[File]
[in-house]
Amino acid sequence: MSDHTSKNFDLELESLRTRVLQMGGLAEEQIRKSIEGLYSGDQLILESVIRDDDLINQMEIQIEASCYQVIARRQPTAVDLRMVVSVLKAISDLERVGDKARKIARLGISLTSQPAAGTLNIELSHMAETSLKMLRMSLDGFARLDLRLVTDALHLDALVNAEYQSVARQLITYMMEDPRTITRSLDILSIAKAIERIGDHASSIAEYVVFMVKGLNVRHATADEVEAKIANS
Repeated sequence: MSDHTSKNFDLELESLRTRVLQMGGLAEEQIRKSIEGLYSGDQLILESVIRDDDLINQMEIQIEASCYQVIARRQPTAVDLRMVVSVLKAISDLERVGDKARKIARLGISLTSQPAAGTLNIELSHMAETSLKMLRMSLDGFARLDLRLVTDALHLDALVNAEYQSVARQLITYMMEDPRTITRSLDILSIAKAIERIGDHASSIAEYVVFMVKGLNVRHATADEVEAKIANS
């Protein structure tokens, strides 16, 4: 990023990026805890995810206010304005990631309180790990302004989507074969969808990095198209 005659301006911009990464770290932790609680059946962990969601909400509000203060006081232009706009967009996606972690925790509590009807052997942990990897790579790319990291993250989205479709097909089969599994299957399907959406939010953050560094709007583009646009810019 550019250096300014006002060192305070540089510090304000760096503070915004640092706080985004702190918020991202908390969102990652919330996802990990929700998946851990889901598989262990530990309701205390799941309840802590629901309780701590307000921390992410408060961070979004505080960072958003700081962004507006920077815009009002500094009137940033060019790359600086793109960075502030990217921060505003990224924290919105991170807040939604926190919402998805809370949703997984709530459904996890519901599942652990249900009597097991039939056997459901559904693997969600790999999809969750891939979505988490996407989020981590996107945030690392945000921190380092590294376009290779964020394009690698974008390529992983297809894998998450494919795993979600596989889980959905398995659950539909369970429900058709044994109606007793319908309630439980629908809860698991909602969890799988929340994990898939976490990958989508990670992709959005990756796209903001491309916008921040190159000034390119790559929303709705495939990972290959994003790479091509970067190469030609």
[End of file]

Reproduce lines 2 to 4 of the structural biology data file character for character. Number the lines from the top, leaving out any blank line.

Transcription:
Amino acid sequence: MSDHTSKNFDLELESLRTRVLQMGGLAEEQIRKSIEGLYSGDQLILESVIRDDDLINQMEIQIEASCYQVIARRQPTAVDLRMVVSVLKAISDLERVGDKARKIARLGISLTSQPAAGTLNIELSHMAETSLKMLRMSLDGFARLDLRLVTDALHLDALVNAEYQSVARQLITYMMEDPRTITRSLDILSIAKAIERIGDHASSIAEYVVFMVKGLNVRHATADEVEAKIANS
Repeated sequence: MSDHTSKNFDLELESLRTRVLQMGGLAEEQIRKSIEGLYSGDQLILESVIRDDDLINQMEIQIEASCYQVIARRQPTAVDLRMVVSVLKAISDLERVGDKARKIARLGISLTSQPAAGTLNIELSHMAETSLKMLRMSLDGFARLDLRLVTDALHLDALVNAEYQSVARQLITYMMEDPRTITRSLDILSIAKAIERIGDHASSIAEYVVFMVKGLNVRHATADEVEAKIANS
């Protein structure tokens, strides 16, 4: 990023990026805890995810206010304005990631309180790990302004989507074969969808990095198209 005659301006911009990464770290932790609680059946962990969601909400509000203060006081232009706009967009996606972690925790509590009807052997942990990897790579790319990291993250989205479709097909089969599994299957399907959406939010953050560094709007583009646009810019 550019250096300014006002060192305070540089510090304000760096503070915004640092706080985004702190918020991202908390969102990652919330996802990990929700998946851990889901598989262990530990309701205390799941309840802590629901309780701590307000921390992410408060961070979004505080960072958003700081962004507006920077815009009002500094009137940033060019790359600086793109960075502030990217921060505003990224924290919105991170807040939604926190919402998805809370949703997984709530459904996890519901599942652990249900009597097991039939056997459901559904693997969600790999999809969750891939979505988490996407989020981590996107945030690392945000921190380092590294376009290779964020394009690698974008390529992983297809894998998450494919795993979600596989889980959905398995659950539909369970429900058709044994109606007793319908309630439980629908809860698991909602969890799988929340994990898939976490990958989508990670992709959005990756796209903001491309916008921040190159000034390119790559929303709705495939990972290959994003790479091509970067190469030609």